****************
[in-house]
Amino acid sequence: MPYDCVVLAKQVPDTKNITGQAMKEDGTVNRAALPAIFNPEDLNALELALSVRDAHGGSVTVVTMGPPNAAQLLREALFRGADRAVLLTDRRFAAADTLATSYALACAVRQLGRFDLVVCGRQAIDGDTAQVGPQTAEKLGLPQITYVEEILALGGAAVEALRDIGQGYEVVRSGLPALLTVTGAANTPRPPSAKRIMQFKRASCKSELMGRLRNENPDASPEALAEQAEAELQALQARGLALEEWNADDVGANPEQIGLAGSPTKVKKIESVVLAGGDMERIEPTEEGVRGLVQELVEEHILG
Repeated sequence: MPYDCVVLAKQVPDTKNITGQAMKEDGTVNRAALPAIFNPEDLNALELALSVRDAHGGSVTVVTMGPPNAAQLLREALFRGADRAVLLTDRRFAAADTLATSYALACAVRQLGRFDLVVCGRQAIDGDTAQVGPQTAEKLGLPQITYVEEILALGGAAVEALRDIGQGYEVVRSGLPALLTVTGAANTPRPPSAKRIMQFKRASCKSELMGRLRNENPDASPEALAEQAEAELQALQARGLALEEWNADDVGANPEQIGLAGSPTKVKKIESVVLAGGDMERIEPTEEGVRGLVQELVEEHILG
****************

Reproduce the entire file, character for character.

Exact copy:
[in-house]
Amino acid sequence: MPYDCVVLAKQVPDTKNITGQAMKEDGTVNRAALPAIFNPEDLNALELALSVRDAHGGSVTVVTMGPPNAAQLLREALFRGADRAVLLTDRRFAAADTLATSYALACAVRQLGRFDLVVCGRQAIDGDTAQVGPQTAEKLGLPQITYVEEILALGGAAVEALRDIGQGYEVVRSGLPALLTVTGAANTPRPPSAKRIMQFKRASCKSELMGRLRNENPDASPEALAEQAEAELQALQARGLALEEWNADDVGANPEQIGLAGSPTKVKKIESVVLAGGDMERIEPTEEGVRGLVQELVEEHILG
Repeated sequence: MPYDCVVLAKQVPDTKNITGQAMKEDGTVNRAALPAIFNPEDLNALELALSVRDAHGGSVTVVTMGPPNAAQLLREALFRGADRAVLLTDRRFAAADTLATSYALACAVRQLGRFDLVVCGRQAIDGDTAQVGPQTAEKLGLPQITYVEEILALGGAAVEALRDIGQGYEVVRSGLPALLTVTGAANTPRPPSAKRIMQFKRASCKSELMGRLRNENPDASPEALAEQAEAELQALQARGLALEEWNADDVGANPEQIGLAGSPTKVKKIESVVLAGGDMERIEPTEEGVRGLVQELVEEHILG